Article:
Why Are Ships Not Sinking In The Water?

When you throw a small metallic pen in the water, it will sink, yet a big ship or boat sails in water and floats.  Why?  This is the question that all of us who have seen ships, ask ourselves and desire to understand the science behind it.

No doubt there is some mechanism behind all these ‘supernatural’ ships that seem to defy the forces of gravity.  Let us look at some factors that contribute to the floating of the ships.

Firstly, the weight of the ship determines the buoyancy.  This weight taken into account is both loaded and unloaded.

Secondly there is the shape of the ship to consider.  The weight of the loaded ships is calculated and compared to the weight of the water that is displaced once the ship is on the water. This is done by the designers of the ship.

Ships are not build as solid blocks of steel, on the other hand, they are hollow.  Therefore, because the ship occupies more volume, it displaces more water than its mass, thus its density becoming much lower and this aids it in floating.

The material that makes ship, steel, is denser than water and if the ship was just one big block of steel, it would not float at all, but because it is a big hollow box of steel, its density is less than that of water.

A needle or nail for example displaces very little amount of water therefore the weight of the displaced water is less than the weight of the nail.  On the other hand, the amount of water displaced by the ship once it is on water, is massive and is equal to its weight.  Because the weight of the displaced water is equal to the weight of the ship, then it floats buoyantly.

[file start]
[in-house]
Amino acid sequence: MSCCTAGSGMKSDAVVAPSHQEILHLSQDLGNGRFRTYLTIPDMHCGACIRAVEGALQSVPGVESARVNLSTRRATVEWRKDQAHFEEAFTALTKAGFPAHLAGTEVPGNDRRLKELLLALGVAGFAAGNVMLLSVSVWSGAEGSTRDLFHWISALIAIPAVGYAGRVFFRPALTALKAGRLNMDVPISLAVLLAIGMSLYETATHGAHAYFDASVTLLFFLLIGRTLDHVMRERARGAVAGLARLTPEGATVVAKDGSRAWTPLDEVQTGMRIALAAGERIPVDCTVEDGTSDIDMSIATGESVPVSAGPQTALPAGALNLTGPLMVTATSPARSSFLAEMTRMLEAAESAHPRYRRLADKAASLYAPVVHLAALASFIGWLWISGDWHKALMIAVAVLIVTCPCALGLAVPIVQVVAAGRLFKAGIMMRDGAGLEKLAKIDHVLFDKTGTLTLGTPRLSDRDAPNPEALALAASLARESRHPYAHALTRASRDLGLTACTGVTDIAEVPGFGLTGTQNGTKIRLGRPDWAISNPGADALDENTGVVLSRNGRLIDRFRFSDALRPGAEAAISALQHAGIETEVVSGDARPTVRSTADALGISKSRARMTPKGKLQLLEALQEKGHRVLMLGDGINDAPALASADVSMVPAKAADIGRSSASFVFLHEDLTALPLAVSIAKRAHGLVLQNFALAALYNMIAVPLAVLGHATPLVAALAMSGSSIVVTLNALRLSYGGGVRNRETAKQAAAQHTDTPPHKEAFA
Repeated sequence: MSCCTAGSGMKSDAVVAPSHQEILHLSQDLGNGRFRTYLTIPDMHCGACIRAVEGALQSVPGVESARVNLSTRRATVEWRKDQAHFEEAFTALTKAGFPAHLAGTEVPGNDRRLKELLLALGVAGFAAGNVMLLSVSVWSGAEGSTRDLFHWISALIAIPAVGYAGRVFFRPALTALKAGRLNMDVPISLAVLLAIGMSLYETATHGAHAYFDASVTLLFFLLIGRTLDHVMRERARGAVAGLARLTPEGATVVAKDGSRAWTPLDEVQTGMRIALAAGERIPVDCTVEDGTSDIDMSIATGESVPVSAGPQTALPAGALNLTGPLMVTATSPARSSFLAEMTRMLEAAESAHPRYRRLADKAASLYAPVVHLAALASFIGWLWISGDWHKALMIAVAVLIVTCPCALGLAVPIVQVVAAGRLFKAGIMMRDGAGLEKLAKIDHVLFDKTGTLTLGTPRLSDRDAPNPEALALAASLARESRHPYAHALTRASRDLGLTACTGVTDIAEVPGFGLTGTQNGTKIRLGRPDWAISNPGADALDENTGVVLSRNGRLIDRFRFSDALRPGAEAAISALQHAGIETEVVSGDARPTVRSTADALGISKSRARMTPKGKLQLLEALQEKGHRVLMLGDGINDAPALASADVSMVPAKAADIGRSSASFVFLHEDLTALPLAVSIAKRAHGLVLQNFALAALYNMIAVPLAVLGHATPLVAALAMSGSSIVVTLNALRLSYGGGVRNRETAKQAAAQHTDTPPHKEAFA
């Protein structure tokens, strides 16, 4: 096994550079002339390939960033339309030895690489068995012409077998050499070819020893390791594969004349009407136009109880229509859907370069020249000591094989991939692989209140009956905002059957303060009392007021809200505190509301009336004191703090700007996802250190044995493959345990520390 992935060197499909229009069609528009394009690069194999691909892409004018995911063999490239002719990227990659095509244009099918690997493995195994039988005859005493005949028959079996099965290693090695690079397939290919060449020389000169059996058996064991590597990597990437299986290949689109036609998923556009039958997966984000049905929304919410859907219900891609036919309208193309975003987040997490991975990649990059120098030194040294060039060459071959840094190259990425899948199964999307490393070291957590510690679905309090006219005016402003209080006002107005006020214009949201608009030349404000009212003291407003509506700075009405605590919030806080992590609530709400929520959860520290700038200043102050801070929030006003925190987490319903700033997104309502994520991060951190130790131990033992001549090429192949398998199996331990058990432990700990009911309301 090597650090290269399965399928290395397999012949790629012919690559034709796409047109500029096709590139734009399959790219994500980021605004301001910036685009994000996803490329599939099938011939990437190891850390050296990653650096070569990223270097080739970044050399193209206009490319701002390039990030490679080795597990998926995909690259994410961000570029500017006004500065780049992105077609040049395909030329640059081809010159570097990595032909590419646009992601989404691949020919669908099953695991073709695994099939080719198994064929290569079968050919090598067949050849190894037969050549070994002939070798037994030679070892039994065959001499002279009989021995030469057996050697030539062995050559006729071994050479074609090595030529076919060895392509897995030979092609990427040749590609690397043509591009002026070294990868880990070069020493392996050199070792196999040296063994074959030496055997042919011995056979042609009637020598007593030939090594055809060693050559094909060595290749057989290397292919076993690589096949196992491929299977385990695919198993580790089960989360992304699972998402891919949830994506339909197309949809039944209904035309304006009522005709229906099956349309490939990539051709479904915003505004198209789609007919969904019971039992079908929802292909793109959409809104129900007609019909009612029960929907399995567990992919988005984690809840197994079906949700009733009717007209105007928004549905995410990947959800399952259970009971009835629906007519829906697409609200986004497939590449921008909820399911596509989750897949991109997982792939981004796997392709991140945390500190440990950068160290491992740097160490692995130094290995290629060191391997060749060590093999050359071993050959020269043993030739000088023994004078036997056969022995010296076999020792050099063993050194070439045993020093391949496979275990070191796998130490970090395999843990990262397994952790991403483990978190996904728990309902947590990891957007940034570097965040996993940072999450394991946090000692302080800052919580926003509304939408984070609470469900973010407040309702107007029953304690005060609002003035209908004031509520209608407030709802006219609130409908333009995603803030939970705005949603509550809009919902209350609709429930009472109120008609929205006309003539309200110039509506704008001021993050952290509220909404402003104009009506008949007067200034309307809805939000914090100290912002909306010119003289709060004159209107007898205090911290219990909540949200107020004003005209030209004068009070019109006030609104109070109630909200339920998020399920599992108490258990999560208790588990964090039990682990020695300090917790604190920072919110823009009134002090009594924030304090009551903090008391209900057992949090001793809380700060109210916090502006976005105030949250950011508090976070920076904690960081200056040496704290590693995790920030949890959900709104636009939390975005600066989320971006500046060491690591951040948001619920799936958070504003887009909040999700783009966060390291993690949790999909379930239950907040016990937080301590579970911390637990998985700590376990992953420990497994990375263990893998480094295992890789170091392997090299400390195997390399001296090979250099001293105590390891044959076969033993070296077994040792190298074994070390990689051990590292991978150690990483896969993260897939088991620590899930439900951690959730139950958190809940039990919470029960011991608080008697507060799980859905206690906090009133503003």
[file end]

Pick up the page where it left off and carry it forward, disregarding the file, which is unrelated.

Think of a large container that has very thin walls and relatively strength members, which is designed to hold air.  Though it may contain many other things, the biggest capacity is occupied by air, it will float.

Ships are like this big container, full of other things but mostly air, made of steel material to hold the air.  The Archimedes principle supports this in that things full of air always tend to float.

Conclusion

We have seen that huge steel ships float because they displace an amount of water equal to its weight.  Ships are hollow steel containers full of air and cannot sink as compared to a box of steel that just sinks without effort.

Ships are able to navigate on oceans and fresh water because they are like big containers with strong walls but full of air.  A nail or needle displaces very little amounts of water, therefore it becomes heavier than the water displaced.  This causes it to float.

Next time you see that ship, know that there is an explanation to the ‘supernatural’ floating of the steel metal container.

In simple terms, if the volume of an object is less than the volume of water displaced, the object will float.

Written by Anne Mwangi